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To explore Chinese mothers’ experiences, emotions and expectations of breast-feeding in public places.
Exploratory qualitative study. Purposive sampling was used to recruit participants and face-to-face interviews were conducted. Themes were identified by content analysis.
Two different geographical communities in Wuhan, Hubei Province, central China, March–May 2016.
A total of twenty-seven mothers aged 23–33 years, who had one child under 3 years of age and had experience of breast-feeding in public places.
Seven themes emerged from the interviews: struggling to balance infant’s needs and personal feelings; embarrassed or natural emotion regarding breast-feeding in public places; effect of cultural and social norms; internalized concerns going beyond actual social reaction; measures to make breast-feeding in public places easier; desire for more public facilities; and expecting emotional support from society members.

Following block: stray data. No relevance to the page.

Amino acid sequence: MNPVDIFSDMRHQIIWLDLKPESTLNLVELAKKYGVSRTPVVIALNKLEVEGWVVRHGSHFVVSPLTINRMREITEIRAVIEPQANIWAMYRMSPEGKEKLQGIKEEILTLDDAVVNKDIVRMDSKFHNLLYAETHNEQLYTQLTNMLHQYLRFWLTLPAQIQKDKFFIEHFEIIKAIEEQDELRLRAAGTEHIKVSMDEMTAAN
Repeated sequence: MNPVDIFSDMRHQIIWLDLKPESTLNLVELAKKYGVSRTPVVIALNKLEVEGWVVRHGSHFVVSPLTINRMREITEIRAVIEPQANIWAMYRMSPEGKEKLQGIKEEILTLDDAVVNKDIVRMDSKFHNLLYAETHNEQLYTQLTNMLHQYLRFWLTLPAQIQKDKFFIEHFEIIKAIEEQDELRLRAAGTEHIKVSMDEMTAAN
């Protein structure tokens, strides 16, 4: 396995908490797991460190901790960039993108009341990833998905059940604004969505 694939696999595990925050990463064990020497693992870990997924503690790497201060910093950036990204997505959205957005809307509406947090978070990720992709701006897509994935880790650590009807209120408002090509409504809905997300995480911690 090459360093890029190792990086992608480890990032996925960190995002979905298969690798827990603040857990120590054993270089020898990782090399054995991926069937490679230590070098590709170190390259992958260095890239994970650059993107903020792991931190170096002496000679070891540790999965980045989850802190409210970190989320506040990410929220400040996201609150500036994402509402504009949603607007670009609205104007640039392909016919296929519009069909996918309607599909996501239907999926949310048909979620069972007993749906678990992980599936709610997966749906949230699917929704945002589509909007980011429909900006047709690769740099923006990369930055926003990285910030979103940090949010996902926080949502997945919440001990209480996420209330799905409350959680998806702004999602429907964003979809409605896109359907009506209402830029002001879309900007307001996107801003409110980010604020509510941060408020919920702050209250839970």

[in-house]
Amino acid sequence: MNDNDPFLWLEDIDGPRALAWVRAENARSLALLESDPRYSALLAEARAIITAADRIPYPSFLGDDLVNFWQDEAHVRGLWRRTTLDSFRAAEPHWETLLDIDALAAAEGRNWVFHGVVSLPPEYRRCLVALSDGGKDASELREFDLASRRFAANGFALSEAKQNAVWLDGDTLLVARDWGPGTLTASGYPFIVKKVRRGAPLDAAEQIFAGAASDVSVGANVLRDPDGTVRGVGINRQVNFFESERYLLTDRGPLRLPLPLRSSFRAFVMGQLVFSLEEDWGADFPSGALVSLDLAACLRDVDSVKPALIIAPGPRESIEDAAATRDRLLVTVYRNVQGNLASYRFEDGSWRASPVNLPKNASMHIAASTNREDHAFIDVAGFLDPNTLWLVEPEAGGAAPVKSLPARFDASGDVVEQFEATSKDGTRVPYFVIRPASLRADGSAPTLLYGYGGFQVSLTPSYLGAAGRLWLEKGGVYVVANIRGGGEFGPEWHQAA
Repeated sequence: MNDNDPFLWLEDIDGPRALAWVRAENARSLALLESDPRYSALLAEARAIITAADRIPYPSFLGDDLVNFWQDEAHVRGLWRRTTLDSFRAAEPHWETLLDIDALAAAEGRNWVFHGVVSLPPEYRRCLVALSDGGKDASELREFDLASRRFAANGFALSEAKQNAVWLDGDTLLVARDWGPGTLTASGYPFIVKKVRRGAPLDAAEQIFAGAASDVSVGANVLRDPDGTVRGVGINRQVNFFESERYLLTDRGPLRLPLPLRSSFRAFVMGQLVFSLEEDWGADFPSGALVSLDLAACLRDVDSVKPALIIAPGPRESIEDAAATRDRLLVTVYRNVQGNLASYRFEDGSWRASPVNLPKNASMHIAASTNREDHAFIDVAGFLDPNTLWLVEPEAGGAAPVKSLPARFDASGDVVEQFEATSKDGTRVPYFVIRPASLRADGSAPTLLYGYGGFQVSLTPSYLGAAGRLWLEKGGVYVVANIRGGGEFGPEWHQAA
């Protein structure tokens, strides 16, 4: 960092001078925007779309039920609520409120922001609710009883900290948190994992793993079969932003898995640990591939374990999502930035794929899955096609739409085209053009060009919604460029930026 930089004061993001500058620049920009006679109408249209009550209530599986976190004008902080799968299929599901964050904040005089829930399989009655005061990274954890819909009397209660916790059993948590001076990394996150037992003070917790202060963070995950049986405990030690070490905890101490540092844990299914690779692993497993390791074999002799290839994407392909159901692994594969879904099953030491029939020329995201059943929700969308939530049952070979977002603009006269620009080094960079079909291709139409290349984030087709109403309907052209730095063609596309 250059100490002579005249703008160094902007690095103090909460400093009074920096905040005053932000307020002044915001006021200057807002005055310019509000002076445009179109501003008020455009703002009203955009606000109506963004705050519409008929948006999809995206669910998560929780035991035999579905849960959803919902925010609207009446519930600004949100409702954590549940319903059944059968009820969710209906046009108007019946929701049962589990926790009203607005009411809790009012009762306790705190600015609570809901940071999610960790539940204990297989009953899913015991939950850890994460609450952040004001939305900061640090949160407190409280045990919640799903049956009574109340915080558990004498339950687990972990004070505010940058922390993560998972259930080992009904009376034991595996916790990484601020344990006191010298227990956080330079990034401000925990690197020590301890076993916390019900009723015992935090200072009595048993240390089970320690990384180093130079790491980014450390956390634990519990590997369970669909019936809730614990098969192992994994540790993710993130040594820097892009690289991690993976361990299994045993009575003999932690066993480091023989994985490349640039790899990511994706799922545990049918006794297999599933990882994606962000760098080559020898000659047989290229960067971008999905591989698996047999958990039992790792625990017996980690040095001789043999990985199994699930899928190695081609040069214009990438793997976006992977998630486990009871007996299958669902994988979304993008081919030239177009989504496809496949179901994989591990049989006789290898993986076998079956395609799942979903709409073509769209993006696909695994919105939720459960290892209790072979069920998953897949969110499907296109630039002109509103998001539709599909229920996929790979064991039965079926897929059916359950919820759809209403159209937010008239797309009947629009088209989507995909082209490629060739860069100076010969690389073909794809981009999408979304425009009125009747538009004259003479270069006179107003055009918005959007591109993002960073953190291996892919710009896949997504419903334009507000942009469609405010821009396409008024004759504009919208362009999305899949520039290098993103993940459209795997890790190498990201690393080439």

More positive social support, favourable policies and necessary facilities were desired to enable mothers to breast-feed in an appropriate public location. Women expected increased public acceptance of breast-feeding practices and support from government health officials to ensure women’s success in breast-feeding in public settings.
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